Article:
For starters, they found the princesses to be brave, courageous and steadfast. Yes, some of the little ones actually knew the word steadfast and could use it in its correct context. Since most had watched and/or read Disney versions, I wanted them to specifically tell me how they found those damsels in distress brave.
“Well, Cinderella is brave to stay hopeful even though everyone around her is bad and she’s stuck,” said an eight-year old. “And she’s brave to go to the ball and stand up for herself!”
“You shouldn’t talk to strangers,” said another. “Little Red Riding Hood should’ve known better. And Hansel and Gretel, too. You don’t just break into people’s houses! It’s called strepss-passing.” (You mean trespassing?) “Yes! That!”
“I think Ariel was pretty but stupid. She was curious, which is good but she went too far…and then died. It was sad. I’m sad for her. And that prince was lame. He did nothing except break her heart.” This was a sensible tween talking, of course.
“Prince Phillip is good and brave,” a five-year-old declared. “He kills the mean dragon!”
G.K. Chesterton once said, “Fairy tales do not tell children the dragons exist. Children already know that dragons exist. Fairy tales tell children the dragons can be killed.”
My favorite part was when they made comparisons between superheroes and the fairy tale protagonists.
They didn’t think the two were all that different from each other. Even the supervillains in both settings were quite similar. The superheroes were more action-packed while the fairy tales talked more of emotional strength. Cinderella’s strength was her kindness and good heart, and you can’t really be a superhero if you’re not good at heart and lack compassion. The Snow Queen (the root story for Frozen) could freeze things like Iceman. Prince Charming was always strong and fought monsters bigger than himself, just like Captain America or Black Widow did. Rapunzel’s hair kept Mother Gothel alive just as Tony Stark’s arc reactor was essential for his survival. Superheroes help people in need and so did the fairy godmothers or good witches.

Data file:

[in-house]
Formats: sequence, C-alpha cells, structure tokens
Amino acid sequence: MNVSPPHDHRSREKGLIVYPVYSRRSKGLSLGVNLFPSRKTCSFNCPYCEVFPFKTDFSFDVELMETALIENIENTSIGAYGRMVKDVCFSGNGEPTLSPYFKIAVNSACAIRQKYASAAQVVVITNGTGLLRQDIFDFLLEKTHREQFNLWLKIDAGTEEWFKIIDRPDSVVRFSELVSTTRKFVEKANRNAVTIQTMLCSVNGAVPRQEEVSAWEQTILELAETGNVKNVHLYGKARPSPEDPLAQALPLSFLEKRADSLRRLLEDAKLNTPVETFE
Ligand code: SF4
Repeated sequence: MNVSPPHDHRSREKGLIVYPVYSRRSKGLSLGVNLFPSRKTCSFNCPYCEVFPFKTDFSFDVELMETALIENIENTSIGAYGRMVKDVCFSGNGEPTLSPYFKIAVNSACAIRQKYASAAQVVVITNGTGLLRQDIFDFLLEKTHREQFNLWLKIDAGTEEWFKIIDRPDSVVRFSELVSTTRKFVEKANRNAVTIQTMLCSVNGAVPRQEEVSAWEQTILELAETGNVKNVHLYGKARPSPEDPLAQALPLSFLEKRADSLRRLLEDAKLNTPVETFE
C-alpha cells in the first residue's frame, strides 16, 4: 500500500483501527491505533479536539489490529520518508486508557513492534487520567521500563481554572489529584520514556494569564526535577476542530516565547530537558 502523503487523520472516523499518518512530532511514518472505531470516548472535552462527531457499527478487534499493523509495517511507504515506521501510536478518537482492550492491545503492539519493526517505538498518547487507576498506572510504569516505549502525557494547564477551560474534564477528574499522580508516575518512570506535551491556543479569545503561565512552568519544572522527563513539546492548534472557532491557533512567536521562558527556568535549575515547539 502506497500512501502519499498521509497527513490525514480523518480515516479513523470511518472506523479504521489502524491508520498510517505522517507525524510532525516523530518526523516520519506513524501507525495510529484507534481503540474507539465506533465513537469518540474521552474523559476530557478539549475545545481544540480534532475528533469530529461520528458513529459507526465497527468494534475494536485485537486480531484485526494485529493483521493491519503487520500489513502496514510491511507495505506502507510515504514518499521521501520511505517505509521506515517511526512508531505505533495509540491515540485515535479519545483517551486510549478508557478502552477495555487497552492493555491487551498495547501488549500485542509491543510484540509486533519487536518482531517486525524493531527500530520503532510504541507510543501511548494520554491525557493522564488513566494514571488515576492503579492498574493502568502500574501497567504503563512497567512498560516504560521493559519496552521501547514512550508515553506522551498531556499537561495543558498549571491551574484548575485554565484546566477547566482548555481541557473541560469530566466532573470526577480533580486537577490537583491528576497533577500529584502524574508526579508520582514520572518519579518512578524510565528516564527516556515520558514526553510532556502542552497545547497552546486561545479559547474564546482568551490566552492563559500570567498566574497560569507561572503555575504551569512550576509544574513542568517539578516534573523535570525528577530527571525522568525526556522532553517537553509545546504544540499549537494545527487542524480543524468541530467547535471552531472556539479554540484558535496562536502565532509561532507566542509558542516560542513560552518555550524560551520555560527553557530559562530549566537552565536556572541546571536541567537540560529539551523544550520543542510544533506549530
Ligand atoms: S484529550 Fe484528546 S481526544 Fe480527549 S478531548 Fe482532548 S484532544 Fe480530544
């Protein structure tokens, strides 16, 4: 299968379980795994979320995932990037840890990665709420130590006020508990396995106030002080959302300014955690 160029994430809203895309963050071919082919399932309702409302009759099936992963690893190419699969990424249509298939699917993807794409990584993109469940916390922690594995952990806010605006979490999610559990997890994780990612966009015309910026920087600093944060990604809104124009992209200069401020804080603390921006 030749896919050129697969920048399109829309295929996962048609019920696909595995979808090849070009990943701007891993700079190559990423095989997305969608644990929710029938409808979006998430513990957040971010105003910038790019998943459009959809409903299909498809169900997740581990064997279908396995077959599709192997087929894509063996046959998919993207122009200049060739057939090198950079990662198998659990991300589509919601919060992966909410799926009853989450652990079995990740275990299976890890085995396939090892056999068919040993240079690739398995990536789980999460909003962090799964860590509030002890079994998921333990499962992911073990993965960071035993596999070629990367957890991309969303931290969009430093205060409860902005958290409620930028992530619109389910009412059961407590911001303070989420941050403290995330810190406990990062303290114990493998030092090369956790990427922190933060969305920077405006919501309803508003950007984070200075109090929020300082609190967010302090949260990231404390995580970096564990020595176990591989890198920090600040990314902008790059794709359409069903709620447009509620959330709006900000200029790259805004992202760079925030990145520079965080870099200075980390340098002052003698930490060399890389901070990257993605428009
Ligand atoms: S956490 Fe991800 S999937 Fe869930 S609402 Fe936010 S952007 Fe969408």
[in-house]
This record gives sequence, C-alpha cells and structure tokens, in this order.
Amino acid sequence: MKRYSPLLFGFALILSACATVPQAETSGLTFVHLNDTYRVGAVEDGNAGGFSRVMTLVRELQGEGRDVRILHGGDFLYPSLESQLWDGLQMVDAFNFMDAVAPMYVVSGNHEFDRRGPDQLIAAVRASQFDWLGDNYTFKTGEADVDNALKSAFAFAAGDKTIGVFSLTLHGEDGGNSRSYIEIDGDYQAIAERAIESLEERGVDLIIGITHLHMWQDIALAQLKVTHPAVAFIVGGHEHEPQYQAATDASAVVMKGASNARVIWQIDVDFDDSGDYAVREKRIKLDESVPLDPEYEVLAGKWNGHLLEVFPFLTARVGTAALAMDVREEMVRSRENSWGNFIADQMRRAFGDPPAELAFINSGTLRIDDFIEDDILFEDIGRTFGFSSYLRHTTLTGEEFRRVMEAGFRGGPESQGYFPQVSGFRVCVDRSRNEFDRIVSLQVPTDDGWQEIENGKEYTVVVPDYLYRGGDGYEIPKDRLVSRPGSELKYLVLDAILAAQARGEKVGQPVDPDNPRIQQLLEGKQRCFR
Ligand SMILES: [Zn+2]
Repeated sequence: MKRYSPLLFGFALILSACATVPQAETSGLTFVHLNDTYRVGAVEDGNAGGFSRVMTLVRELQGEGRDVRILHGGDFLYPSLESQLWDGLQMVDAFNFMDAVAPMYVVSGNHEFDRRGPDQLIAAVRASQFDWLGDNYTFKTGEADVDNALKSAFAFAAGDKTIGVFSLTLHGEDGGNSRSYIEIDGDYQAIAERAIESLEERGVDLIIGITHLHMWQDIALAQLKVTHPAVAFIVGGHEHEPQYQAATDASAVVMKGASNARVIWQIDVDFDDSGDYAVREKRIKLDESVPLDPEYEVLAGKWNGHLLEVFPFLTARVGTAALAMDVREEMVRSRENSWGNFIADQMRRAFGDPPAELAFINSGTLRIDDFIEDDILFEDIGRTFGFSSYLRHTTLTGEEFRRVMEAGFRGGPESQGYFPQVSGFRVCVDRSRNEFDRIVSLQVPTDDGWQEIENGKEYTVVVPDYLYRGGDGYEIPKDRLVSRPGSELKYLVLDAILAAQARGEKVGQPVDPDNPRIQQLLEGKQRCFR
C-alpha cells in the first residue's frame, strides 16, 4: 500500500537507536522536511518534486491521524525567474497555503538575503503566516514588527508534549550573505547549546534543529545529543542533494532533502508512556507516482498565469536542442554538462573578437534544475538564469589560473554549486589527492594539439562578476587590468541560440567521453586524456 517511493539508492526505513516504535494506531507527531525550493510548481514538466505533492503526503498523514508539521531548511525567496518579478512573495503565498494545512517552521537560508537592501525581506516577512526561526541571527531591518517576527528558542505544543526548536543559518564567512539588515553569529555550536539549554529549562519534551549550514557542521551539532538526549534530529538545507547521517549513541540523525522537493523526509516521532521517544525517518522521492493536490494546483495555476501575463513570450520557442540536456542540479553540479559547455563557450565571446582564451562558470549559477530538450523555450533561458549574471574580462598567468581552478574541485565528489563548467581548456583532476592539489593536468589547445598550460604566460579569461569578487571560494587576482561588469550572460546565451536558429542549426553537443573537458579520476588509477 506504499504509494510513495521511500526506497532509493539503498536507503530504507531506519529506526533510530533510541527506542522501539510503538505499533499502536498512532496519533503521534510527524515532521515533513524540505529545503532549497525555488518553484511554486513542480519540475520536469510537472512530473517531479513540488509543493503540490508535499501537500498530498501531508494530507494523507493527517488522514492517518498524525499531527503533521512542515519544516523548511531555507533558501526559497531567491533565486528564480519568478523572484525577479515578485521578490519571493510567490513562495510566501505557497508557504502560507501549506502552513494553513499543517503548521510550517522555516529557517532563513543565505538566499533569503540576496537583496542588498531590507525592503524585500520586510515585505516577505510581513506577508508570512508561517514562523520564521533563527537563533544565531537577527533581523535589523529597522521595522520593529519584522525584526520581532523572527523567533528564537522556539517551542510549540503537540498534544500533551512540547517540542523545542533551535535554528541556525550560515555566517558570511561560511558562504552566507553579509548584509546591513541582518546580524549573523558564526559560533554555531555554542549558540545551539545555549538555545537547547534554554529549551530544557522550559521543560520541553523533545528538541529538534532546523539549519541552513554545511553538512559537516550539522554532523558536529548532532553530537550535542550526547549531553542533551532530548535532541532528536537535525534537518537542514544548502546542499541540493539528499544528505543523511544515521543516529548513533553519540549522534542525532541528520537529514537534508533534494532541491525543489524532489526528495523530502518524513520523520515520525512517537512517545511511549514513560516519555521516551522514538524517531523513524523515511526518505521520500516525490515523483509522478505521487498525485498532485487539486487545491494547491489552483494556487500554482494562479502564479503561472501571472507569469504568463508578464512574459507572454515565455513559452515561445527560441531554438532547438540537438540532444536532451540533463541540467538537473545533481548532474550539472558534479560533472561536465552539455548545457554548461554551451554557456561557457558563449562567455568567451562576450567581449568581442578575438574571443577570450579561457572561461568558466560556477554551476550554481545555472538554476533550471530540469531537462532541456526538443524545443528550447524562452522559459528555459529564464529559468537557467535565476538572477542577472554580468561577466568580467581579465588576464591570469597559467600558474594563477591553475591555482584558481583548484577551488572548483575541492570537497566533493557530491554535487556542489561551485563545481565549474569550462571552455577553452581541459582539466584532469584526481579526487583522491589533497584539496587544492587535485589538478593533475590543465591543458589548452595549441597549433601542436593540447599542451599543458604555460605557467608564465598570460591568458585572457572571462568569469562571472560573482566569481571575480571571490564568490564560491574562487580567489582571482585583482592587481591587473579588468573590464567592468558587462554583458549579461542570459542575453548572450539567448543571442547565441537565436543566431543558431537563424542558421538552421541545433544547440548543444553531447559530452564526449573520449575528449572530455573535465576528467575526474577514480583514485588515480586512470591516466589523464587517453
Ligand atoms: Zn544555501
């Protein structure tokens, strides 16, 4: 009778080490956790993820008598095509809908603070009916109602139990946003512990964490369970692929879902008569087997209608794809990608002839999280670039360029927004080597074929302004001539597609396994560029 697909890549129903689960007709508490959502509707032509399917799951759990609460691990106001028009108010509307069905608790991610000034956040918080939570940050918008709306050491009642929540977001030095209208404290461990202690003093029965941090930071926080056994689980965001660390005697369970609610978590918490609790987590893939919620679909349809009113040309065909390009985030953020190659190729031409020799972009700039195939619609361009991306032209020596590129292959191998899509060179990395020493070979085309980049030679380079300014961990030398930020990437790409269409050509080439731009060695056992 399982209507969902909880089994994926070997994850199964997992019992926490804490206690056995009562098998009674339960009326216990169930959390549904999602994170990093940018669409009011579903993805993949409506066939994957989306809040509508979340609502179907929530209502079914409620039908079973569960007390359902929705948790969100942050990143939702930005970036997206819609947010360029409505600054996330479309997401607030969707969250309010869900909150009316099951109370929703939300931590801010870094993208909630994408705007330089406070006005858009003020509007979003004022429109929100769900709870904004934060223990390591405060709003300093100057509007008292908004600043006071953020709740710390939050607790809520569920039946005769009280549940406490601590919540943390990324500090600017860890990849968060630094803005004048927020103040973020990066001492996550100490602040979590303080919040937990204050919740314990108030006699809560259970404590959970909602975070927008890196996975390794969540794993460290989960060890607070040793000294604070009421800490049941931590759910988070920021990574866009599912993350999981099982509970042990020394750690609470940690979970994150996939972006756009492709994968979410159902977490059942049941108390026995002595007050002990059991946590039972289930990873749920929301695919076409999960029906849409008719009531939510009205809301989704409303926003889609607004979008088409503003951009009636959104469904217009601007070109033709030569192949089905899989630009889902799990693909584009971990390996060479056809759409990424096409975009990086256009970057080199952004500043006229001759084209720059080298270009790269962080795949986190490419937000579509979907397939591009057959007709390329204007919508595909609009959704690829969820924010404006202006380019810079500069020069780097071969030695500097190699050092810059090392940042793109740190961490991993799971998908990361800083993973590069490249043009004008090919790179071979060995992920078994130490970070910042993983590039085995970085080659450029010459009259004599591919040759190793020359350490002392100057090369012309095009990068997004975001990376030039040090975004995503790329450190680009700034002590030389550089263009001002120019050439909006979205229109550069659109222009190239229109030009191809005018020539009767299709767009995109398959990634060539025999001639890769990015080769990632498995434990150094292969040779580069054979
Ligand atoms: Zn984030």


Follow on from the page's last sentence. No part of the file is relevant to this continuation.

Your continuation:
The superheroes had superpowers while the fairy tale characters used magic. Superheroes protected the universe while the fairy tale protagonists protected one country or kingdom. Superheroes were global; they belonged to everyone just like the fairy tales. Many fairy tales didn’t have a prince or a princess, for instance, Rumpelstiltskin, Jack and the Bean Stalk, Hansel and Gretel, Goldilocks, Little Red Riding Hood to name a few.
They were also aware of the shortcomings of these characters. For instance, the Beast was arrogant and so was Thor, which is why both were cursed (banished) until they got their heads back in place. The king in Rumpelstiltskin was too greedy and he married that girl for her gold, which wasn’t really hers so…they felt sorry for Rumpelstiltskin. Aladdin was a liar and a thief but he was sorry later on so, they forgave him because nobody’s perfect.
We talked about the violence and the fights but they all were so thrilled with the fact that the good guys always won. We as human beings have an innate desire to see virtue triumph over vice and fairy tales give us the confidence as children that yes, it happens just as it should happen and you can make it happen if you try hard and never lose hope. Plus, the analogies invite critical thinking and help develop young people towards constructive mindset.
My best comment came from an eight-year-old:
“Fairy tales are like lessons that tell us about what will happen in the real world so we don’t get lost or killed. Fairy tales use princesses and princes to tell you stuff that can help you guide through the real world. But it doesn’t have to be in a kingdom or a palace, like Little Red Riding Hood doesn’t have a princess but it tells you not to talk to strangers.”
You can’t beat that kind of wisdom.
This post was originally published in The Nation.